You’ll step onto the concourse at Madrid Barajas exhausted and disoriented after spending the past seven hours suspended in a flying metal tube over the Atlantic. Even though you’ve most likely been sitting for the majority of those seven hours, you’ll still be inexplicably tired, more so after noticing the vast endlessness of Terminal 4 (international arrivals) stretched out before you. You have to walk what seems like at least
a mile 1.6 kilometers (gotta start thinking in metric units) to get to passport control and baggage claim. You’ll want to do nothing less.
All around you, people are speaking in Spanish. Well, duh. Thing is, you couldn’t feel less prepared to interact in your second language despite having studied said language for the past eight years. At some point you need to ask someone directions and you start to feel like a walking manifestation of what Eminem was rapping about in the first verse of “Lose Yourself”: Palms are sweaty, knees weak, arms are heavy…
After a few debilitating seconds of standing there mentally rehearsing what you need to say, you swallow your pride and approach a vaguely friendly-looking person. It’s the first time you’ve had to speak en español outside a classroom or conversation group (both of which have usually been populated with fellow guiris who are also learning, so you know you won’t be judged). It takes all your willpower not to cringe when you hear the obvious foreign accent tainting your words, but luckily this friendly Spaniard is patient as you fumble your way through the question. They send you off in the right direction with a warm smile and you start to feel a little less ill at ease.
You settle in. You find an apartment, set up a bank account, and learn your way around the local Mercadona. Eventually you start your job. You’re introduced to a roomful of coworkers who are mostly named some combination of Ana and/or María and/or Juan and/or Antonio. You extend your hand for the customary handshake in a gesture that now seems stiffly formal as all of these virtual strangers are pulling you into hugs and giving you the traditional dos besitos (one kiss on each cheek). It’s different than what you’re used to, but you quickly start to love how friendly and just genuinely happy everyone seems to have you there.
The next few weeks are a learning process. True to your habit of showing up early to being early, you show up to things fifteen mintues before the scheduled start time and find yourself sitting there for the entire fifteen minutes before the other person rolls in at Whatever O’Clock on the dot. You wonder if everyone in the sala de profesores can hear your stomach growling near the end of the work day before the final bell rings at 2:30 – how in the world can these people subsist on nothing but a tostada and coffee all morning and not eat lunch until they get home?!? Maybe that’s why they’re so thin. After eating seemingly everything in your kitchen cabinets when you get home from work, you head out to buy more food, only to realize that everything is closed for the afternoon and will remain so until about 5 or 5:30. (And you thought the siesta was just a rumor.)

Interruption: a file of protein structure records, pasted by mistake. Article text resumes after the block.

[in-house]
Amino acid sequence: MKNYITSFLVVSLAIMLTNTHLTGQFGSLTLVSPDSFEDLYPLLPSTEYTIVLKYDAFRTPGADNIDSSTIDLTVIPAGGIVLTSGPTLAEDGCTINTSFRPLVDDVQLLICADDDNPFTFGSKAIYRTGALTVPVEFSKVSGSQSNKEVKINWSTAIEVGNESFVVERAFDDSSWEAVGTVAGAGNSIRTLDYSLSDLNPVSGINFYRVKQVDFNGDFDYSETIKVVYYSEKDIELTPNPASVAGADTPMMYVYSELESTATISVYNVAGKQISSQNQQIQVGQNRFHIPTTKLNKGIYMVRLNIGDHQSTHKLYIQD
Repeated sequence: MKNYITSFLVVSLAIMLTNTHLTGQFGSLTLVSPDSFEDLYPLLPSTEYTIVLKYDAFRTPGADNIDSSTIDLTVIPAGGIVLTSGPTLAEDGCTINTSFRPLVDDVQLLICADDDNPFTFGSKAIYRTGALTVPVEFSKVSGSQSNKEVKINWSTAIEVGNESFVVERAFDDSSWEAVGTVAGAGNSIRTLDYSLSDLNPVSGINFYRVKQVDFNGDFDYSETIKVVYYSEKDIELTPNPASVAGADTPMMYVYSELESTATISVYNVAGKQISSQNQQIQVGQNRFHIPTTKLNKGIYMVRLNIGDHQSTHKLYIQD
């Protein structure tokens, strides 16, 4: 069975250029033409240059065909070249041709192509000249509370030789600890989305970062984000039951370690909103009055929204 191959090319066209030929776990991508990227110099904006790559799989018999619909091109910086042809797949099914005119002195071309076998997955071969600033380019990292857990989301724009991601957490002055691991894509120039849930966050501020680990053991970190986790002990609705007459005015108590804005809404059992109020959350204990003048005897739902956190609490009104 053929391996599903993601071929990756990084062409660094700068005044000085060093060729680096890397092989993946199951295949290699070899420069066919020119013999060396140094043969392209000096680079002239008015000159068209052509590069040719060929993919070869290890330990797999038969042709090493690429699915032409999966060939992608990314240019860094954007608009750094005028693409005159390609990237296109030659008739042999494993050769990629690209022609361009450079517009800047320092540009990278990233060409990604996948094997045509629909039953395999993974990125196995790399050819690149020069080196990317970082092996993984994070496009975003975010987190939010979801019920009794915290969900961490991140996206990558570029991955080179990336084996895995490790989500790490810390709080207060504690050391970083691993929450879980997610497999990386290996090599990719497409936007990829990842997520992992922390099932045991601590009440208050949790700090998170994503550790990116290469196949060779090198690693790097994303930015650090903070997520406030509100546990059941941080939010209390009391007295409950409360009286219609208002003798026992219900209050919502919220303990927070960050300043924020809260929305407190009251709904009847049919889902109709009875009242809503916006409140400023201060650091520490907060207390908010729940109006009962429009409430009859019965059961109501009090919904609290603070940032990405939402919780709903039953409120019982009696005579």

Eventually, the shiny new novelty of Living in Spain wears off as your life settles into a comfortable routine. You apply for your fancy schmancy TIE at the not-so-fancy schmancy immigration office and start to see going there as a necessary evil, emphasis on the “evil” (so many people. So many people who don’t know what deodorant is. So many people who refuse to do anything about their seven toddlers who are running around screaming). You’ll all but skip out the door when you leave for the last time
for several months until it’s time to renew FOR THE LAST TIME, TIE in hand. You’re an official card-carrying guiri now.
It’s not always easy. Even after your TIE is tucked securely into your wallet, you’ll live in perpetual, mild fear of doing anything even slightly wrong (oh, look, a police car in front of my apartment. Probably about to deport me because of that time earlier this week when I forgot to pay my gym membership on time and had to be gently reminded). Your face will burn red as you fumble around at store checkouts, the only place in Spain where things happen in a hurry, attempting to simultaneously bag your own groceries and search for the exact change that every single cashier seems to request. (At least one of these times, you’ll drop your wallet onto the floor and have to do the dreaded Crawl of Shame as you pick up your scattered euro coins while the line behind you gets longer and longer.) You’ll be more aware than ever of how you’re perceived, even in a situation as innocuous as going out to eat with new friends (slow down, Yankee the Hutt. No need to prove the “fat American” stereotypes true). Try as you might, you’ll still joder the Spanish language from time to time, like the time you accidentally cross the precarious linguistic line between telling somebody something (enterar, to inform) and putting them
six feet 1.8 meters under (enterrar, to bury).
But you’ll learn to laugh at yourself. You’ll find your people and maybe even your person. Your accent will disappear little by little, but you won’t even notice it until you’re waiting in line to talk to someone with another American friend (the person at the desk will speak in Spanish with you, but switch to English for your friend when he notices her unmistakeable accent). You’ll find yourself waiting until 9:30 p.m. to eat dinner even if you’re just staying home and cooking for yourself and technically nobody could stop you from eating at 7 if that’s what you wanted to do.
You can do this. You can start to make a life for yourself in a foreign country. And everything will be okay.